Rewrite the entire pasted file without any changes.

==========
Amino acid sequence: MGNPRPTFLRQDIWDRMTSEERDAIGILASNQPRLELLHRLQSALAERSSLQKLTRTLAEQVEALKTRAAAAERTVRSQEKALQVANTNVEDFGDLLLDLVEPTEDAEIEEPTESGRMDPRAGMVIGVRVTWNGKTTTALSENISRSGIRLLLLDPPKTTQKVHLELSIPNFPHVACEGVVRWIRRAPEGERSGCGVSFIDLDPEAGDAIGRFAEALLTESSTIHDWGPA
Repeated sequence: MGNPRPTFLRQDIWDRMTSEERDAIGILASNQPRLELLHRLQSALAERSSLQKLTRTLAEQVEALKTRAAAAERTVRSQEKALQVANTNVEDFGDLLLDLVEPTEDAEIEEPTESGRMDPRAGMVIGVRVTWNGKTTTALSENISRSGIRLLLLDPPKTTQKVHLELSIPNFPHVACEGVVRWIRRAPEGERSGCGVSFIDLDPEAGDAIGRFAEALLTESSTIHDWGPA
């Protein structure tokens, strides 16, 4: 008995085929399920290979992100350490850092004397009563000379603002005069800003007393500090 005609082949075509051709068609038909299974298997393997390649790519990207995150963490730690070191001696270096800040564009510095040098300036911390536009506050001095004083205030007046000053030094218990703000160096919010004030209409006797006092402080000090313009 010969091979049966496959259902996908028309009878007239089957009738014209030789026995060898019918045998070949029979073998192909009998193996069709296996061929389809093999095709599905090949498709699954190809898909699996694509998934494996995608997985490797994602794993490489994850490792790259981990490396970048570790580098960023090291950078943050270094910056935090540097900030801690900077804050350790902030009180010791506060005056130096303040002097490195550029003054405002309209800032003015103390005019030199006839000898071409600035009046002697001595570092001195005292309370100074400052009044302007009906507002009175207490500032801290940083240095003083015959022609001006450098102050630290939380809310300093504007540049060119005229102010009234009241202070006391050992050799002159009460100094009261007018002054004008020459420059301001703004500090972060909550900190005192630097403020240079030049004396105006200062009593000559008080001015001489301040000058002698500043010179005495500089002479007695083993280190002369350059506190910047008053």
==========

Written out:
Amino acid sequence: MGNPRPTFLRQDIWDRMTSEERDAIGILASNQPRLELLHRLQSALAERSSLQKLTRTLAEQVEALKTRAAAAERTVRSQEKALQVANTNVEDFGDLLLDLVEPTEDAEIEEPTESGRMDPRAGMVIGVRVTWNGKTTTALSENISRSGIRLLLLDPPKTTQKVHLELSIPNFPHVACEGVVRWIRRAPEGERSGCGVSFIDLDPEAGDAIGRFAEALLTESSTIHDWGPA
Repeated sequence: MGNPRPTFLRQDIWDRMTSEERDAIGILASNQPRLELLHRLQSALAERSSLQKLTRTLAEQVEALKTRAAAAERTVRSQEKALQVANTNVEDFGDLLLDLVEPTEDAEIEEPTESGRMDPRAGMVIGVRVTWNGKTTTALSENISRSGIRLLLLDPPKTTQKVHLELSIPNFPHVACEGVVRWIRRAPEGERSGCGVSFIDLDPEAGDAIGRFAEALLTESSTIHDWGPA
């Protein structure tokens, strides 16, 4: 008995085929399920290979992100350490850092004397009563000379603002005069800003007393500090 005609082949075509051709068609038909299974298997393997390649790519990207995150963490730690070191001696270096800040564009510095040098300036911390536009506050001095004083205030007046000053030094218990703000160096919010004030209409006797006092402080000090313009 010969091979049966496959259902996908028309009878007239089957009738014209030789026995060898019918045998070949029979073998192909009998193996069709296996061929389809093999095709599905090949498709699954190809898909699996694509998934494996995608997985490797994602794993490489994850490792790259981990490396970048570790580098960023090291950078943050270094910056935090540097900030801690900077804050350790902030009180010791506060005056130096303040002097490195550029003054405002309209800032003015103390005019030199006839000898071409600035009046002697001595570092001195005292309370100074400052009044302007009906507002009175207490500032801290940083240095003083015959022609001006450098102050630290939380809310300093504007540049060119005229102010009234009241202070006391050992050799002159009460100094009261007018002054004008020459420059301001703004500090972060909550900190005192630097403020240079030049004396105006200062009593000559008080001015001489301040000058002698500043010179005495500089002479007695083993280190002369350059506190910047008053």